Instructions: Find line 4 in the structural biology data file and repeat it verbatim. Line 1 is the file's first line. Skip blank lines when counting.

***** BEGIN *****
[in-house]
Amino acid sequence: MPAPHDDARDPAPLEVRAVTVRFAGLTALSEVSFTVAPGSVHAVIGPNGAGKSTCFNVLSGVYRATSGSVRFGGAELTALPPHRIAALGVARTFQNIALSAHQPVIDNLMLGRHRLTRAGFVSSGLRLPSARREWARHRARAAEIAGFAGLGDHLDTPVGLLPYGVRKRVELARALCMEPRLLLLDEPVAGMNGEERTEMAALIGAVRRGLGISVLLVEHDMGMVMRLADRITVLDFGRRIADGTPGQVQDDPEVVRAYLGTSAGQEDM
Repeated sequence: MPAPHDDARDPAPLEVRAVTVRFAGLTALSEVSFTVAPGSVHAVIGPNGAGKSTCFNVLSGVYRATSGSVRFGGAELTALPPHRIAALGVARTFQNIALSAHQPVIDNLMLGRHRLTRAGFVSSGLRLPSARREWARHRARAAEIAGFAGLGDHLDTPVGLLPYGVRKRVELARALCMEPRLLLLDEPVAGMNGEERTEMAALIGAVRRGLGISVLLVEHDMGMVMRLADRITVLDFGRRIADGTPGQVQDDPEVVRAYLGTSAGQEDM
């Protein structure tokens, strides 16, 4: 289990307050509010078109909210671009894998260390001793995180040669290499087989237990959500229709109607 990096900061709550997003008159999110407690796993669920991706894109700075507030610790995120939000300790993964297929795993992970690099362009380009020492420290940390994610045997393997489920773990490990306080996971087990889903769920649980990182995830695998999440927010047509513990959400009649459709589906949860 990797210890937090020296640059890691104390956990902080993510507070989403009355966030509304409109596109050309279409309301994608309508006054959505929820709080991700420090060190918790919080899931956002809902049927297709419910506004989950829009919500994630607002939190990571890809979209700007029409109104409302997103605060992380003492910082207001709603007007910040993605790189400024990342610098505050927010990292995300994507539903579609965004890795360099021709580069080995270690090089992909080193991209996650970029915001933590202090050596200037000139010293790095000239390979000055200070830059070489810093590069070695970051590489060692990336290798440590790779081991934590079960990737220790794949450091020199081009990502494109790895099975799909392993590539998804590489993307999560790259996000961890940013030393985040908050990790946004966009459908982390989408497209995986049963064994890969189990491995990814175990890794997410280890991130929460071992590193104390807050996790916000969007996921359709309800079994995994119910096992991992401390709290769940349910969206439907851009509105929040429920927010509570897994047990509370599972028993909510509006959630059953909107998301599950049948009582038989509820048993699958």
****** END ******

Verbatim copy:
């Protein structure tokens, strides 16, 4: 289990307050509010078109909210671009894998260390001793995180040669290499087989237990959500229709109607 990096900061709550997003008159999110407690796993669920991706894109700075507030610790995120939000300790993964297929795993992970690099362009380009020492420290940390994610045997393997489920773990490990306080996971087990889903769920649980990182995830695998999440927010047509513990959400009649459709589906949860 990797210890937090020296640059890691104390956990902080993510507070989403009355966030509304409109596109050309279409309301994608309508006054959505929820709080991700420090060190918790919080899931956002809902049927297709419910506004989950829009919500994630607002939190990571890809979209700007029409109104409302997103605060992380003492910082207001709603007007910040993605790189400024990342610098505050927010990292995300994507539903579609965004890795360099021709580069080995270690090089992909080193991209996650970029915001933590202090050596200037000139010293790095000239390979000055200070830059070489810093590069070695970051590489060692990336290798440590790779081991934590079960990737220790794949450091020199081009990502494109790895099975799909392993590539998804590489993307999560790259996000961890940013030393985040908050990790946004966009459908982390989408497209995986049963064994890969189990491995990814175990890794997410280890991130929460071992590193104390807050996790916000969007996921359709309800079994995994119910096992991992401390709290769940349910969206439907851009509105929040429920927010509570897994047990509370599972028993909510509006959630059953909107998301599950049948009582038989509820048993699958």